HISTORICAL FENCING EQUIPMENT : HISTORICAL FENCING
HISTORICAL FENCING EQUIPMENT : CONSTRUCTION EQUIPMENT PHOTOS.
Historical Fencing Equipment
The Dueling Sword
Originally published in 1884, Claude La Marche's L'Epee was the first book ever written on the use of the epee, the dueling sword of the 19th century. The book in no way deals with the modern Olympic sport of epee fencing—rather, it covers in a passionate narrative style the rituals and techniques of combat dueling with the sword, "the war of surprises" that is the epee bout.
This first English translation of La Marche's masterpiece by fencing expert Brian House, The Dueling Sword delivers not only a valuable treatise on historical sword fighting but extraordinary insights into the psychological stress of individual combat. La Marche writes, "the art of the epee is essentially a psychological art," and in his book he provides a comprehensive, integrated system for producing stress in the opponent and conditioning one's self to stress during a duel. Through detailed instruction in the guards, attacks, parries, ripostes, and counters, La Marche drives the reader toward the goal of practical combative fencing: the well-directed, surprising thrust to the opponent's body.
The Dueling Sword is a pioneering work in the study of human psychology under stress and a fascinating manual on the traditional combat duel, "a meeting whose outcome is without appeal."
Operation Long Horn
Operation Long Horn The close of World War II brought new tensions to America that led to the Cold War. Under fear of communism and nuclear assault, the U.S. Army and Air Force simulated a war in one of the largest maneuvers ever to be staged on American soil. Called Operation Long Horn, the simulation included thwarting an invasion and recovering from an atomic attack.
To carry out the mock war, which began in late March 1952, ranchers between Waco and San Angelo signed easements to their land. Several Lometa-area ranches became sites of battles and campgrounds as more than 115,000 troops came to Texas for maneuvers. The town's population grew from 900 to 22,000, and the troops and supporting civilian staff members faced life in a small town. Local residents cooperated and participated by rationing and trading with troops, offering facilities for a mock U.S.O. (United Service Organizations) facility and attending programs and presentations given by soldiers. Such programs included an airdrop of 2,500 troops, as well as weapons, equipment and rations, in a training maneuver that pitted the 31st Infantry, 47th Infantry, and 1st armored division against the 82nd Airborne Division out of Fort Bragg, North Carolina.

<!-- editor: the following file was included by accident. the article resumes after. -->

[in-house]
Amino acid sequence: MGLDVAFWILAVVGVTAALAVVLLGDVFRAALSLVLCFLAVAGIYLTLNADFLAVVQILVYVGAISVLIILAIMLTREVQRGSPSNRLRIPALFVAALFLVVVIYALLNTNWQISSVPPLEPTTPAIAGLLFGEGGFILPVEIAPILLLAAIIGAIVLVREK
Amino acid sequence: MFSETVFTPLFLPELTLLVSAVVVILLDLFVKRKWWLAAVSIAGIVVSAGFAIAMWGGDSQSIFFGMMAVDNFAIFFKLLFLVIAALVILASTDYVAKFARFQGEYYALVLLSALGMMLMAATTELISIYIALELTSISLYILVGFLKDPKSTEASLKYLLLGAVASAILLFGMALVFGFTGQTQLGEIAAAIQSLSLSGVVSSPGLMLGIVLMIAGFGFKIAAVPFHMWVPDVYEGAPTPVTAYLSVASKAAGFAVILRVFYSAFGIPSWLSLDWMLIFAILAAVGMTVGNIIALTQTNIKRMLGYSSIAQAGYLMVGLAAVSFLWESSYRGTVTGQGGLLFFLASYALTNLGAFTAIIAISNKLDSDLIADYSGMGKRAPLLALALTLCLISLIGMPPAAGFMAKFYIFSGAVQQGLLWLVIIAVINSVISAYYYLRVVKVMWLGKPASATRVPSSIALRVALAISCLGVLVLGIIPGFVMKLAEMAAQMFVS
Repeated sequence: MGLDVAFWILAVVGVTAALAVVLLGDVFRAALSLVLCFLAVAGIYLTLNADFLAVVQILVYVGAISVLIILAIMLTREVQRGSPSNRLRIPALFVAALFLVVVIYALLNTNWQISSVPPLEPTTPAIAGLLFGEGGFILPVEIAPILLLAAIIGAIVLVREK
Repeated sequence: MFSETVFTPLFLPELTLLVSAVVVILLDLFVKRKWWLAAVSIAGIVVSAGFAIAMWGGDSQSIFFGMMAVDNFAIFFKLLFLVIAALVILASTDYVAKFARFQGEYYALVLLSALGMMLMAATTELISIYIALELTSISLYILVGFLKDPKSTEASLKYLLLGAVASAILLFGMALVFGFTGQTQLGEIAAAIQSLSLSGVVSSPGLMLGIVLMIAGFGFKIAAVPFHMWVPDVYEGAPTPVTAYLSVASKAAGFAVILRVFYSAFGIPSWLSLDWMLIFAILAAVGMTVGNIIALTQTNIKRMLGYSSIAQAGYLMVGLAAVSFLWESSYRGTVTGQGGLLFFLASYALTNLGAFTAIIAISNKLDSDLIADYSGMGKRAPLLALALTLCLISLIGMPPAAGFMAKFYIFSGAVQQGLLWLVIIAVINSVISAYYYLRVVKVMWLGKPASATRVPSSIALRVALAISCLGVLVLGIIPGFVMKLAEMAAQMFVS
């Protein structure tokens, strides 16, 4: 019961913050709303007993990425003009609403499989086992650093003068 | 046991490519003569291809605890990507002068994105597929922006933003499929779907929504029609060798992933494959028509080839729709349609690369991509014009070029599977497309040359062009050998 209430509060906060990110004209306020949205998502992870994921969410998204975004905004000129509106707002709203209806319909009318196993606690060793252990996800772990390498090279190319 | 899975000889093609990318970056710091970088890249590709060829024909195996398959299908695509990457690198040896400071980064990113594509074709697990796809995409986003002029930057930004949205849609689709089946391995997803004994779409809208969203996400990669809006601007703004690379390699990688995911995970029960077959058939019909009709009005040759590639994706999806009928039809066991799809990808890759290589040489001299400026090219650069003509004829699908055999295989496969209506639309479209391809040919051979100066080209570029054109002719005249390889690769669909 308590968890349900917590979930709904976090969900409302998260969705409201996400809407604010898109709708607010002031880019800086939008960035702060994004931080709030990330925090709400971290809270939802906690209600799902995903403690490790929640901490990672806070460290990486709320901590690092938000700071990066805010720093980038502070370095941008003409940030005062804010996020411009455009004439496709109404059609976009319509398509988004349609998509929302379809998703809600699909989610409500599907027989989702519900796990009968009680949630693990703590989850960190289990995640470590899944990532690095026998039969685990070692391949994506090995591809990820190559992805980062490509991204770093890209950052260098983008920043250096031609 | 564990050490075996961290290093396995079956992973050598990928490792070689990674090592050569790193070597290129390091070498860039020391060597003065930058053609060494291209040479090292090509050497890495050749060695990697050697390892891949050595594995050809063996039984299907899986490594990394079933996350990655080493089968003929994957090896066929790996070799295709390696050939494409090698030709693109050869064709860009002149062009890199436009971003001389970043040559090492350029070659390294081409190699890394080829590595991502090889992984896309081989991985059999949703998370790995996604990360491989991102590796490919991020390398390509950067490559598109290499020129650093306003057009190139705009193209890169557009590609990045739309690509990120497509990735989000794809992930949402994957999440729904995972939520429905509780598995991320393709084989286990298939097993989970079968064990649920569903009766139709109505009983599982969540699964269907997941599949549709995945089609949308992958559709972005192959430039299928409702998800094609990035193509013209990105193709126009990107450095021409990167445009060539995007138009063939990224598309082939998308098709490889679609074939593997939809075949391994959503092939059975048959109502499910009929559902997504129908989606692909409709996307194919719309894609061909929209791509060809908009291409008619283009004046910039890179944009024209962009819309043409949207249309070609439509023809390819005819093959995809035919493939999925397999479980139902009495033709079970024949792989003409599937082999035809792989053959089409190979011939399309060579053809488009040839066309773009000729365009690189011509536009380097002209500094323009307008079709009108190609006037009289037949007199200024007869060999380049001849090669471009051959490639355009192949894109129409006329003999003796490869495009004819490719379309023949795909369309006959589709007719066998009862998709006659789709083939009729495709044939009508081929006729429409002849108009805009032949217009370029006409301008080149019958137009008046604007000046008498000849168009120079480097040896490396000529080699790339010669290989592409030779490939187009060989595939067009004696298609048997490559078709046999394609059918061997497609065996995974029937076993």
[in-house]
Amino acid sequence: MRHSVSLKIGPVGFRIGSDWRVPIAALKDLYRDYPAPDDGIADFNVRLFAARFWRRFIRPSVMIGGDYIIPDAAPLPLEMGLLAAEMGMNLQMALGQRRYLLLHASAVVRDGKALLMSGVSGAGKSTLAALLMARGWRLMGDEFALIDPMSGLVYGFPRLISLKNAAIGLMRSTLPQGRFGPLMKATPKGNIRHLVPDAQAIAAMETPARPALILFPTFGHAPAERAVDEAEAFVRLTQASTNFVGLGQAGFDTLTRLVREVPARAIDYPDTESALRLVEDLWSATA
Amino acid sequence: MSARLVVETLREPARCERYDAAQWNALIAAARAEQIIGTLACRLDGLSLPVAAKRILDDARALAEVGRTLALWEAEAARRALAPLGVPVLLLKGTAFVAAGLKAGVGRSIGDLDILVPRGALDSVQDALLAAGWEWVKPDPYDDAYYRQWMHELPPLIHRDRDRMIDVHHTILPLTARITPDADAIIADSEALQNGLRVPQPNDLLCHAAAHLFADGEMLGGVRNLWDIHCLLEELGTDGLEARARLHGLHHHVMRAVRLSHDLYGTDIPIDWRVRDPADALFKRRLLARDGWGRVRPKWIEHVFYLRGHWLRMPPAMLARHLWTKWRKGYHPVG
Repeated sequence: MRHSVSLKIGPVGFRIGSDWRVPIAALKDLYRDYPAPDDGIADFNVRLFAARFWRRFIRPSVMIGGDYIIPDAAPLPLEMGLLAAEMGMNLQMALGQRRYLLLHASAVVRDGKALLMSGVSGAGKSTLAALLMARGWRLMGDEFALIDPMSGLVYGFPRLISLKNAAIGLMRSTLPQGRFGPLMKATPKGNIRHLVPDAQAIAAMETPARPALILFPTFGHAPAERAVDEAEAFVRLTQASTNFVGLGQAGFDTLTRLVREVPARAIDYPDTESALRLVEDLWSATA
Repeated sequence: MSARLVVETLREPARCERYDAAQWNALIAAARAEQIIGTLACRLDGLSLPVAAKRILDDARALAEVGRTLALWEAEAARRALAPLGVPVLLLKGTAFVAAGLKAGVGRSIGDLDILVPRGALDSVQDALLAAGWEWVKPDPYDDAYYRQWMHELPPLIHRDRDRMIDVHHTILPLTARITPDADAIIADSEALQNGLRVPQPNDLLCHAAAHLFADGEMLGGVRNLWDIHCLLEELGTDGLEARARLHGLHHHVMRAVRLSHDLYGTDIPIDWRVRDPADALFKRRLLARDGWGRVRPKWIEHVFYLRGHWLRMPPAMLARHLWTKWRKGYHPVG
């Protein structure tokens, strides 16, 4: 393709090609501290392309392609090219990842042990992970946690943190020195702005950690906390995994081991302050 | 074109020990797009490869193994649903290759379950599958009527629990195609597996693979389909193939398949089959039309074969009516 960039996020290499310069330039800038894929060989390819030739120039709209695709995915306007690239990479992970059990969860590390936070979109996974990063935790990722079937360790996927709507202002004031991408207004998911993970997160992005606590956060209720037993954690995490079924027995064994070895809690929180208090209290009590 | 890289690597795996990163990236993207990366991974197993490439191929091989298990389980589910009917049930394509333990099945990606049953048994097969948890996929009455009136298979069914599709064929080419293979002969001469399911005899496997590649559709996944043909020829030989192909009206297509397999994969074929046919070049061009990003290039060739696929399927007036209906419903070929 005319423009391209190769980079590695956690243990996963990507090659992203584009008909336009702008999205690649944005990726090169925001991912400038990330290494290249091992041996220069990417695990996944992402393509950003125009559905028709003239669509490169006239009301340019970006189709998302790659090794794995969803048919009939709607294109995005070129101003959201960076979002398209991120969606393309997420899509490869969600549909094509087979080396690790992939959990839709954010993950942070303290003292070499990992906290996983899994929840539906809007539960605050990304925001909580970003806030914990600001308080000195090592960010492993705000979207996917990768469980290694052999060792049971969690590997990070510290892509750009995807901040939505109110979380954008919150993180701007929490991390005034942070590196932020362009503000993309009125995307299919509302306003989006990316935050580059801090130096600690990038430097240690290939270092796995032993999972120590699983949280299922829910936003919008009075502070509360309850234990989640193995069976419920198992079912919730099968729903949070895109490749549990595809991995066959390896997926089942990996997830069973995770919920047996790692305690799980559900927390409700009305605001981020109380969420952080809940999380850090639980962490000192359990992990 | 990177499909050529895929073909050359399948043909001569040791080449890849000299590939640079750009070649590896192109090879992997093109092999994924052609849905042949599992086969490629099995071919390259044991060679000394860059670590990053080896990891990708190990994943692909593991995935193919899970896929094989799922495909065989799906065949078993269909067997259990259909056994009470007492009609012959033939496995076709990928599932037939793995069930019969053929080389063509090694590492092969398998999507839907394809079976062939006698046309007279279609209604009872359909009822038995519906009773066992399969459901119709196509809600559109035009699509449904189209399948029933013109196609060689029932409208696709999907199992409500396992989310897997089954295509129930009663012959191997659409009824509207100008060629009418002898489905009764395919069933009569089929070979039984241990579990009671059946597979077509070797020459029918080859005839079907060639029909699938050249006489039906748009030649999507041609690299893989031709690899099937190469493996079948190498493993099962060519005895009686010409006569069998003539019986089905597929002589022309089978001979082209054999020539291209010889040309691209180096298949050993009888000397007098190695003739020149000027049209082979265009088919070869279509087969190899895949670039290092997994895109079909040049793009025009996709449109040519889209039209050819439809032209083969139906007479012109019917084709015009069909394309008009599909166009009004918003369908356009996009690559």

In a nationally publicized event, aggressor forces captured and occupied Lampasas (17 mi. SE), establishing mock control of media and setting curfews. The city was liberated near the end of the simulation on April 9, 1952. The $3,300,000 exercise left local residents with damaged ranch land, outbuildings, fences and gates, as well as spooked livestock, but also gave them an opportunity to experience war in their own community.
Museum / Learning Center - Cicero, NY
This is a shot of the Museum and Learning Center located at the Cicero Historical Society complex. The gates were locked the day I was there so unfortunately all the building pictures have the fence included. Now a little bit of history: The Museum and Learning Center was opened in 2006 and displays many artifacts from the years past which have been contributed or loaned to the Historical Society by town residents. Items on display include many tools and equipment used by farmers in the town's early years being that Cicero had quite a connection with the farming community. Also many historical records and documents have been preserved and are on display here. The artifacts which are on display illustrate the different periods in the town's history. The displays at the museum and learning center consist of both temporary and permanent exhibits. It is located at 6453 State Route 31 in Cicero, NY.
historical fencing equipment
From the distant times of ferocious open field battles held either between villages or even nations, to the most basic and oldest self defense scenario of having to confront gangs of robbers, Mankind has always been daunted by the need to face larger groups of opponents. Being Jogo do Pau the only living European Martial Art with an unbroken lineage, the systematization presented of its main skills for this type of combat establishes a bridge between present and past, allowing for a better understanding of the history, technique and combat skill found in other European Fencing schools such as the German and Italian. The Doebringer manuscript is a clear example of this in which it reads “just make sure, that they can’t get at you all at once” ... “that you quickly attack the ones on the outer ends, before the others turn against you, then they will have to turn after you since you are leading. Then you can well notice, when it is or is not save to move away from the opponent and then leap away from him as I say. There is no hurt or disgrace to run away from four or six”. The additional analysis presented regarding the evolution of these arts as combat leisure activities, more focused towards single combat, as well as their transference to shorter one handed weapons such as the baton and walking cane, came about as a result of the social changes brought by the creation of industrial cities, and make this document unique and extremely valuable for anyone interested in the historical, cultural and martial interpretation of these arts.
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